Inspired by a little-known picture book from the pen of Bethany Tudor, this is a diary, of sorts, where I document some of my thoughts, activities, and ideas as I explore the challenges met by the characters in the story: hard work, the care and nurture of others, housekeeping skills, life changes, charity, community, and cooperation, among others. Like Samuel and Samantha, the ducks in the tale, I struggle and succeed, cope and celebrate, work and play, handling the tasks that come my way. I invite you to join me on my journey.

Wednesday, July 18, 2007

Tour de France Stage 10

Route: Tallard - Marseilles
Riders remaining: 171
Distance: 229.5 km
- Côte de Châteauneuf-Val-Saint Donat 3.3 km; 3.1%; 4 category
- Côte de Villedieu 1.1 km; 5.2%; 4 category
- Côte des Bastides 7.5 km; 2.9%; 3 category
- Col de la Gineste 7.5 km; 3.2%; 3 category

The race spent today transitioning from the Alps to the beautiful southern coast of France, closing out Stage 10 in Marseilles. I always seem to have an attention deficit problem during these middle days of the Tour. Let’s face it (for me), they just aren’t as suspenseful as the mountain stages. The profile has turned flat, granted (depending on the landscape) the first day out of the Alps can sometimes be a bit hair-raising, due to tricky descents but, after that, it just gets dull…and long (look at the distance covered today!). The teams are focused on setting up their sprinters and protecting their “GC men,” their contenders for the overall lead, their best hopes for the coveted yellow jersey. Today was no different. It was a routine “day in the saddle,” as cyclists say and, for teams like T-Mobile and Astana who have lost riders to crashes and illness that meant a day for recovery. Yet, in light of the blazing temperatures of 98-100° F, I am not sure how much recovery the competitors will enjoy.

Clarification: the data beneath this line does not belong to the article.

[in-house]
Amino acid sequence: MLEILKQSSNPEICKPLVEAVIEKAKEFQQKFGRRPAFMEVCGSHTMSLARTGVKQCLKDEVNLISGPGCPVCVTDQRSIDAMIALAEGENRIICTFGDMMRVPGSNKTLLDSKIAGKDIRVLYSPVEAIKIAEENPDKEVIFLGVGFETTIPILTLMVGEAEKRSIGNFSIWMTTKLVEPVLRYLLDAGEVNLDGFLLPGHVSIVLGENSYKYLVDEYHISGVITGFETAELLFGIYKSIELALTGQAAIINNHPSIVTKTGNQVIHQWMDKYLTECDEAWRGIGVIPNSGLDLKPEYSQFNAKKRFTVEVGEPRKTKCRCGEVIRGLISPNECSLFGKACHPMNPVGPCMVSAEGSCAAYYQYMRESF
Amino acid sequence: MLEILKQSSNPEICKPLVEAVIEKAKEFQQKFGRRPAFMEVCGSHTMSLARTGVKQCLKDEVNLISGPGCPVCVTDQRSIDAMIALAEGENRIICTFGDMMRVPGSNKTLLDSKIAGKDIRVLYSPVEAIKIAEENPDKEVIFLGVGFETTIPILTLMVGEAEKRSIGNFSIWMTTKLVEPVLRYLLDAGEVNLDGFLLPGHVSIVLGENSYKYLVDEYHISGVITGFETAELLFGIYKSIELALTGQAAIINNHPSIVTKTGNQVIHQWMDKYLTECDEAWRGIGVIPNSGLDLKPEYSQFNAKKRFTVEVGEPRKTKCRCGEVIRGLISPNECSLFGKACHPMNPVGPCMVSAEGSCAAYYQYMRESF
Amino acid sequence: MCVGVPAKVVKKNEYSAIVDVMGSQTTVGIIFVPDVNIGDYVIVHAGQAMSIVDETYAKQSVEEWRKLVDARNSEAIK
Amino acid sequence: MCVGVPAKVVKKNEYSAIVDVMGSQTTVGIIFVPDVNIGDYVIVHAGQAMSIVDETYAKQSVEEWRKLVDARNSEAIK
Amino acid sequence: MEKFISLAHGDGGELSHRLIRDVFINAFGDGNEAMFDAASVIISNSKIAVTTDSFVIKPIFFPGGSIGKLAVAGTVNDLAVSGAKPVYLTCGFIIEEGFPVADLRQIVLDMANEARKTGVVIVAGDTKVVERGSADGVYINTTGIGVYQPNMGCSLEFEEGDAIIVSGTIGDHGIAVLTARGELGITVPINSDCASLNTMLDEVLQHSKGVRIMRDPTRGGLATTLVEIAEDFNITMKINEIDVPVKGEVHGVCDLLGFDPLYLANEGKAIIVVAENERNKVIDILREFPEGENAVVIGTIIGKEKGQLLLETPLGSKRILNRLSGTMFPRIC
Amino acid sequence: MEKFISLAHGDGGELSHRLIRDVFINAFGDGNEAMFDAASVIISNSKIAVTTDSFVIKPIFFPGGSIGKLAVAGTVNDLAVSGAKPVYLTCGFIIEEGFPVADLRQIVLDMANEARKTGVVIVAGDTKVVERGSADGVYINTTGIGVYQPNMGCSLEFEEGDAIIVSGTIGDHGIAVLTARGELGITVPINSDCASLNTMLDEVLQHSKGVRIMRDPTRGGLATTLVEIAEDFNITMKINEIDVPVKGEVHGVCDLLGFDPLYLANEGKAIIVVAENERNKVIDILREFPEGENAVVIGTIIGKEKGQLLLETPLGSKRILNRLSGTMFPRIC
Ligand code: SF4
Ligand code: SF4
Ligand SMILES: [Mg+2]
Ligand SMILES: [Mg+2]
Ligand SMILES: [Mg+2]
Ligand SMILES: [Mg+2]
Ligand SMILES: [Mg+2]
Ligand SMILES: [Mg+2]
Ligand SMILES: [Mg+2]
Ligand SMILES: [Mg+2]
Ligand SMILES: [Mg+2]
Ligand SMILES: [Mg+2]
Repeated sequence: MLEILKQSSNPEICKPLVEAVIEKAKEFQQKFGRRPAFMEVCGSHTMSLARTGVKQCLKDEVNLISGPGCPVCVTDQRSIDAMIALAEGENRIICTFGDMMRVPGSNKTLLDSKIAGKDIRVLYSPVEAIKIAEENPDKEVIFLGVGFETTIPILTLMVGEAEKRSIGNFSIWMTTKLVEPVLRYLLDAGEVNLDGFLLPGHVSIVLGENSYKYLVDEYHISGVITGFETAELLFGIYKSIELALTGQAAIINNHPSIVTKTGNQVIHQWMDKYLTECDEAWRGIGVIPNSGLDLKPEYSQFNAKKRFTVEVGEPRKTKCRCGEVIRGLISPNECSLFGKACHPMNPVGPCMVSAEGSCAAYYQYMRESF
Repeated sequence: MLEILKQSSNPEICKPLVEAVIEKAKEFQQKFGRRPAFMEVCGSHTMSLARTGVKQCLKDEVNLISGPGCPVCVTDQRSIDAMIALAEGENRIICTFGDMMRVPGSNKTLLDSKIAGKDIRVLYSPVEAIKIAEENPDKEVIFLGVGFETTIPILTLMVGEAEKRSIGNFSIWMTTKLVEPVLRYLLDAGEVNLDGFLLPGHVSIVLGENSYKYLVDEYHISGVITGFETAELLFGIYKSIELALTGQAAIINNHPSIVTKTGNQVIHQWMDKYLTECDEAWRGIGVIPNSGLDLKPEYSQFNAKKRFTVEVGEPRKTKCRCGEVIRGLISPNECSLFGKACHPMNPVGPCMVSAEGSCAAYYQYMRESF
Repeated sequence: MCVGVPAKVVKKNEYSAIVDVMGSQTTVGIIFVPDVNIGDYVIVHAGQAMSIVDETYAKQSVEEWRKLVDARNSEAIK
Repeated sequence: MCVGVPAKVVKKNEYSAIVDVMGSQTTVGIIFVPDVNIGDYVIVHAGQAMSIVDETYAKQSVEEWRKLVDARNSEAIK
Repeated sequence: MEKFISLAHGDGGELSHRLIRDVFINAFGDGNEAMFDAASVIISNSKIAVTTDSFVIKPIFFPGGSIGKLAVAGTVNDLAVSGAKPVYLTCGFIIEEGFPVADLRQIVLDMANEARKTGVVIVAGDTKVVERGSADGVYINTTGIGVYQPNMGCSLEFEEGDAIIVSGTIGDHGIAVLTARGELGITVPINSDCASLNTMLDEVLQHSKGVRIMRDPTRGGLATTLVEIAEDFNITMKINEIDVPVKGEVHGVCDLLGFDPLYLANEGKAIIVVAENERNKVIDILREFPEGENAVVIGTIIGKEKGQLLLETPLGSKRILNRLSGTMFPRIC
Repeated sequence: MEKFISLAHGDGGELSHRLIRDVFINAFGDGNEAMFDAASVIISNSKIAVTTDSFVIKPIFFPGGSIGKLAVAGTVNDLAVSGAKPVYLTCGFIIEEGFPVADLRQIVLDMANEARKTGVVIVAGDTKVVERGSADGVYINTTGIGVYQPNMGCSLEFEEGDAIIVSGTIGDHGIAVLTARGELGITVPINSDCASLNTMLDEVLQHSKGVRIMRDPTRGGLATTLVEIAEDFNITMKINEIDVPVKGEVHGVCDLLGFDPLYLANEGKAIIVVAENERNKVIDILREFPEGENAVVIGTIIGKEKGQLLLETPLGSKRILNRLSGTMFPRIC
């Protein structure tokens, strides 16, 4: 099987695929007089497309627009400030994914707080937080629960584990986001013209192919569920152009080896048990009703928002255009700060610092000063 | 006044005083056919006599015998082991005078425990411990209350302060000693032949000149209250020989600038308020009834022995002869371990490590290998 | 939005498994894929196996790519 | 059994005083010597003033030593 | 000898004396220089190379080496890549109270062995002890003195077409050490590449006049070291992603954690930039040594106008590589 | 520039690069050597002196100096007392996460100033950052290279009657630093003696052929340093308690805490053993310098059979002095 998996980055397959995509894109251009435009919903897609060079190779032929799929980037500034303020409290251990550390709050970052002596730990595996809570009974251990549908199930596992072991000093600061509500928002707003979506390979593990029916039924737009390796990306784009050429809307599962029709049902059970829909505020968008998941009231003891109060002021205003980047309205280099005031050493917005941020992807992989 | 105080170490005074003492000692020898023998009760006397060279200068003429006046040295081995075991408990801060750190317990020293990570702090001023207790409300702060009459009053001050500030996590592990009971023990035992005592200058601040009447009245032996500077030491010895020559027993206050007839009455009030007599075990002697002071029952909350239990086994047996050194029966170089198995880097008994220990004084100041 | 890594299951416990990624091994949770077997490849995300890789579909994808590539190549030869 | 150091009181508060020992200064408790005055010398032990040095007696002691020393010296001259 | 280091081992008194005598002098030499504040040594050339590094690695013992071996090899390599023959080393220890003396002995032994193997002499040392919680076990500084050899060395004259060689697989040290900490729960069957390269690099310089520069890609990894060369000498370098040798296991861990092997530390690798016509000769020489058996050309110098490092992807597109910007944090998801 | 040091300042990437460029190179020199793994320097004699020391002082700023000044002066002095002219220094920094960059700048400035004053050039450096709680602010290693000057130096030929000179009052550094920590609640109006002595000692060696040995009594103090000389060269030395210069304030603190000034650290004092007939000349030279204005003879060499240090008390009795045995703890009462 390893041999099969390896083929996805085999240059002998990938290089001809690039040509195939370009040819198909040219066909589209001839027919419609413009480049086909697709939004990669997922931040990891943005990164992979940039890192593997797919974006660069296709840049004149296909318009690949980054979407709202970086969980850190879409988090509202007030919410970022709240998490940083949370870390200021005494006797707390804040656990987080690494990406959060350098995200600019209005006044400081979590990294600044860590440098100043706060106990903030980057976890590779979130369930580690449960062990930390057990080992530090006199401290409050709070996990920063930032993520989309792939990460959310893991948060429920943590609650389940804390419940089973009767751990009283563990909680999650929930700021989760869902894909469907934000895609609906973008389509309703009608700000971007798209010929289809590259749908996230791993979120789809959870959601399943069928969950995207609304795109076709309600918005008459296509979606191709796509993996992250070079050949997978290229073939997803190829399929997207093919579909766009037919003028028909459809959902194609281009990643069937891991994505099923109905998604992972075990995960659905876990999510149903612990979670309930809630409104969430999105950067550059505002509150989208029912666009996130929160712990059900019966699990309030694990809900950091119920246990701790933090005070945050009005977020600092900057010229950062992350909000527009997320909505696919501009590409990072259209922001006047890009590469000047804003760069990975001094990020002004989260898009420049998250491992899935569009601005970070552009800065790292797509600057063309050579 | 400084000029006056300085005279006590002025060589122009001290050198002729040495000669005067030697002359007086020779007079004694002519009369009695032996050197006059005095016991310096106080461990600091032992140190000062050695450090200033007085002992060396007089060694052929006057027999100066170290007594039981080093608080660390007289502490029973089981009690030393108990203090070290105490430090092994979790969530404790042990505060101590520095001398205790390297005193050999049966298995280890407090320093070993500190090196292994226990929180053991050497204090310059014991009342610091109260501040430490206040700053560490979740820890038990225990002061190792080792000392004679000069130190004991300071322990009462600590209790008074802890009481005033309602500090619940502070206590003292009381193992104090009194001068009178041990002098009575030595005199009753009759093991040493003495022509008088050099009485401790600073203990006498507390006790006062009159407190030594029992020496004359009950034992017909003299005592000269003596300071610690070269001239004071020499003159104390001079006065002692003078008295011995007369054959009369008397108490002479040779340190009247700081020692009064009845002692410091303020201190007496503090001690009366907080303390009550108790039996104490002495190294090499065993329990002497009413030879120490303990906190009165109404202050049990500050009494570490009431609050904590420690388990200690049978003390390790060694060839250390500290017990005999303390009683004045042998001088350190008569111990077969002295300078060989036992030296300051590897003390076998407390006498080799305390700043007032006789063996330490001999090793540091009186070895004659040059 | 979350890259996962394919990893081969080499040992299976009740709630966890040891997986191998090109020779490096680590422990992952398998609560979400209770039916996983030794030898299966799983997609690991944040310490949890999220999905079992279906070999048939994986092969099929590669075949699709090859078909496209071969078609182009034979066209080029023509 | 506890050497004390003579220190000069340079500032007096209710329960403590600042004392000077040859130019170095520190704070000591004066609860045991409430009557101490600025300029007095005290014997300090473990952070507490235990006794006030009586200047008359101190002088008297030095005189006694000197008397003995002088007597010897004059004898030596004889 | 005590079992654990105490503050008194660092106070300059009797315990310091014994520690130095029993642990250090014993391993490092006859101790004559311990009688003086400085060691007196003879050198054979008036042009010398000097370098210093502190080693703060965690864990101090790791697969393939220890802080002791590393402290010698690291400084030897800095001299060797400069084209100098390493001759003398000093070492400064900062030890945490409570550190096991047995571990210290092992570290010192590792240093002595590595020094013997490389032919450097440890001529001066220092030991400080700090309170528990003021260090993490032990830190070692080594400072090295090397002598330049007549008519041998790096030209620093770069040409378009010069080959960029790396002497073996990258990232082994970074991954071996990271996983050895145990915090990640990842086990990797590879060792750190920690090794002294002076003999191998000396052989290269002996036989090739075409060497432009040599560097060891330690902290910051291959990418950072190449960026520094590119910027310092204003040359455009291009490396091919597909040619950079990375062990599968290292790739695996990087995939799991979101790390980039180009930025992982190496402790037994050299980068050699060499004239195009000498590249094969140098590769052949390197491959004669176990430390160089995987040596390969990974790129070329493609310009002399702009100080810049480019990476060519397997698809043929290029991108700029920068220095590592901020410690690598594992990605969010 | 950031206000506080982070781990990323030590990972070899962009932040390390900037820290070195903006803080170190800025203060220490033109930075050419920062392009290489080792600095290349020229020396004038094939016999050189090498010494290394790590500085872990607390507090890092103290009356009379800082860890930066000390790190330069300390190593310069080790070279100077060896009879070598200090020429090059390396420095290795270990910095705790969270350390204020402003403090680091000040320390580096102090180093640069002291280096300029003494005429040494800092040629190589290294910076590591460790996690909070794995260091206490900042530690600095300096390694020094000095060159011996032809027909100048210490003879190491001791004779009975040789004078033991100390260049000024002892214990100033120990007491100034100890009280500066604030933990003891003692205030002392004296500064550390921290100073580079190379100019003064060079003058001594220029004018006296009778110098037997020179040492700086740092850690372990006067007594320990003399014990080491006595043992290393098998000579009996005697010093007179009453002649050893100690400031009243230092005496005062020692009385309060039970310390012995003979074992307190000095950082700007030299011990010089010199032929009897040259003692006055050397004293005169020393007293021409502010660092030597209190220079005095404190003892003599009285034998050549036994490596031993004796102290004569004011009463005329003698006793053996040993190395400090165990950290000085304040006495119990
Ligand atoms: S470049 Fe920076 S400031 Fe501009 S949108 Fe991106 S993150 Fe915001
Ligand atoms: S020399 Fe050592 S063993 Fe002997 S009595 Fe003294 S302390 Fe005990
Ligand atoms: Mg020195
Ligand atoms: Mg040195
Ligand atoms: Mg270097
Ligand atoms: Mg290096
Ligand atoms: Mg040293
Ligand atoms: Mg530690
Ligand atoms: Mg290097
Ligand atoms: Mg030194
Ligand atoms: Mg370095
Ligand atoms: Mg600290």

As routine as these transition days may be for the overall leaders, they are anything but for the lesser-known cyclists in the peloton who use them to make a name for themselves, or for their team. They attack the group early to mount an escape that, hopefully, will last the day and give them the maillot jaune for just a moment. Today was no different. At the 2 km mark (remember, the total distance for the day was 229.5 km), the first group of six went ahead. They managed to stay alive for about 35 km before being caught by the peloton. Within five minutes of that catch, another escape attempt was made. That one lasted only 5 km. Shortly thereafter, a third escape attempt was made that succeeded, eventually gaining over ten minutes on the peloton. The stage winner, Cedric Vasseur, was from this band of intrepid road warriors who braved the heat for a day of glory.

Team Discovery Channel status
After such a great day on Stage 9, the “Disco Boys” stayed out of the fray on Stage 10, keeping Levi Leipheimer safe and the rest of the team healthy as well. Of course, such a conservative stance caused them to drop slightly in the team competition, where they now sit in third place, but still only six seconds behind the second place contenders, Team Caisse d’Epargne.

One accolade of note: Yaroslav Popovych started today wearing the red jersey of “most aggressive rider” for his performance in the last mountain stage. He was first over the highest pass of the Tour, the Col d’Iseran, and second over the following two summits yesterday, earning himself 69 points in the King of the Mountains competition. Please recall that at the beginning of Stage 9, Mr. Popovych had 0 points in the climbing contest. He earned them all in one day. Pretty impressive!

Race Withdrawals Stage 10
None. Praise the Lord!

Race Trivia
- David Millar, a rider for Team Saunier-Duval, is allergic to the sun. Consequently, despite the scorching heat, he wore a long sleeve jersey to protect his skin.

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